This research was supported by grants from the Calgary Chapter of the Canadian Celiac Association and the Canadian Association of Gastroenterology. Calgary Laboratory Services provided access to pathology, IgA, and IgA-EMA results.
- Accepted June 16, 2009.
- Address correspondence to J. Decker Butzner, MD, Division of Gastroenterology and Nutrition, Alberta Children's Hospital, 2888 Shaganappi Trail NW, Calgary, Alberta, T3B 6A8, Canada. E-mail:
Financial Disclosure: The authors have indicated they have no financial relationships relevant to this article to disclose.
What's Known on This Subject:
European data demonstrated that celiac disease is a multisystem disorder, occurring in 0.3% to 1.0% of children. Serological testing facilitates the recognition of children presenting with atypical or extraintestinal symptoms or with celiac disease-associated conditions.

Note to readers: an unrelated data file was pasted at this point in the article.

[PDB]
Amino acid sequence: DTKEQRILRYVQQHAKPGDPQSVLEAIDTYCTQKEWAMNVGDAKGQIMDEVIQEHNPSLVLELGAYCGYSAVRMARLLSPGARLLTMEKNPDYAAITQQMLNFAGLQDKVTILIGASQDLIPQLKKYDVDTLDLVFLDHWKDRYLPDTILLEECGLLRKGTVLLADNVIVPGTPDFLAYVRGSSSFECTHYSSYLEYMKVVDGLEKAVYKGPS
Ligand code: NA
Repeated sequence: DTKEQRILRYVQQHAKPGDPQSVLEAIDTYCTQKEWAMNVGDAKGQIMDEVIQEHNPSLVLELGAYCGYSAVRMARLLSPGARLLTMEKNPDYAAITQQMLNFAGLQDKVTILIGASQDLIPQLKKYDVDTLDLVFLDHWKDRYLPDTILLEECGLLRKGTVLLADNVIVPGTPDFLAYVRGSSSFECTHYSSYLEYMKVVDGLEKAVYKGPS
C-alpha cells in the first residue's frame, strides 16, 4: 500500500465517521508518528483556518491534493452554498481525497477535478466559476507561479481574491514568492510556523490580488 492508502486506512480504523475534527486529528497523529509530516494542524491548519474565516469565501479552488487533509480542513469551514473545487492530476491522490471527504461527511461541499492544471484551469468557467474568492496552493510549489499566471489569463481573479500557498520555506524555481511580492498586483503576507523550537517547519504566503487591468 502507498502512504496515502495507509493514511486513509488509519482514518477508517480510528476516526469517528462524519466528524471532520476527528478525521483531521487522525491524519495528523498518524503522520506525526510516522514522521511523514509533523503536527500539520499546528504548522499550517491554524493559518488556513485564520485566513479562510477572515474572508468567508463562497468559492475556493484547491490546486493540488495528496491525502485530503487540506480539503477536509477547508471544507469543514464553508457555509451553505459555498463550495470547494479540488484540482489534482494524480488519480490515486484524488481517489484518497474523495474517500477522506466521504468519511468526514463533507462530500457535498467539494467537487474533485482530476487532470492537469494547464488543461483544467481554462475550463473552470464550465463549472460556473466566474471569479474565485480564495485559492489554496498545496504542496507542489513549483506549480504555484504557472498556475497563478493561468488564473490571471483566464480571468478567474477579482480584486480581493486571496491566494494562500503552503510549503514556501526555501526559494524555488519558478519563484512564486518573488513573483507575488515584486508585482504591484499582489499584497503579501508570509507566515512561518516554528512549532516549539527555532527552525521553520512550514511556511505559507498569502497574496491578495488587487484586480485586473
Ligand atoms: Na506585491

What This Study Adds:
Serological testing tripled the incidence, quadrupled the age at diagnosis, and led to the recognition of diverse presentations of celiac disease in a North American population. Classic celiac disease predominated in younger children, whereas atypical presentations predominated in older children.
- ↵Ravikumara M, Tuthill DP, Jenkins HR. The changing clinical presentation of coeliac disease. Arch Dis Child.2006;91 (12):969– 971
- ↵Hamilton JR, Lynch MJ, Reilly BJ. Active coeliac disease in childhood: clinical and laboratory findings of forty-two cases. Q J Med.1969;38 (150):135– 158
- ↵Rashid M, Cranney A, Zarkadas M, et al. Celiac disease: evaluation of the diagnosis and dietary compliance in Canadian children. Pediatrics.2005;116 (6). Available at: www.pediatrics.org/cgi/content/full/116/6/e754
- ↵Latiff AH, Kerr MA. The clinical significance of immunoglobulin A deficiency. Ann Clin Biochem.2007;44 (2):131– 139
- ↵McGowan KE, Lyon ME, Loken SD, Butzner JD. Celiac disease: are endomysial antibody test results being used appropriately? Clin Chem.2007;53 (10):1775– 1781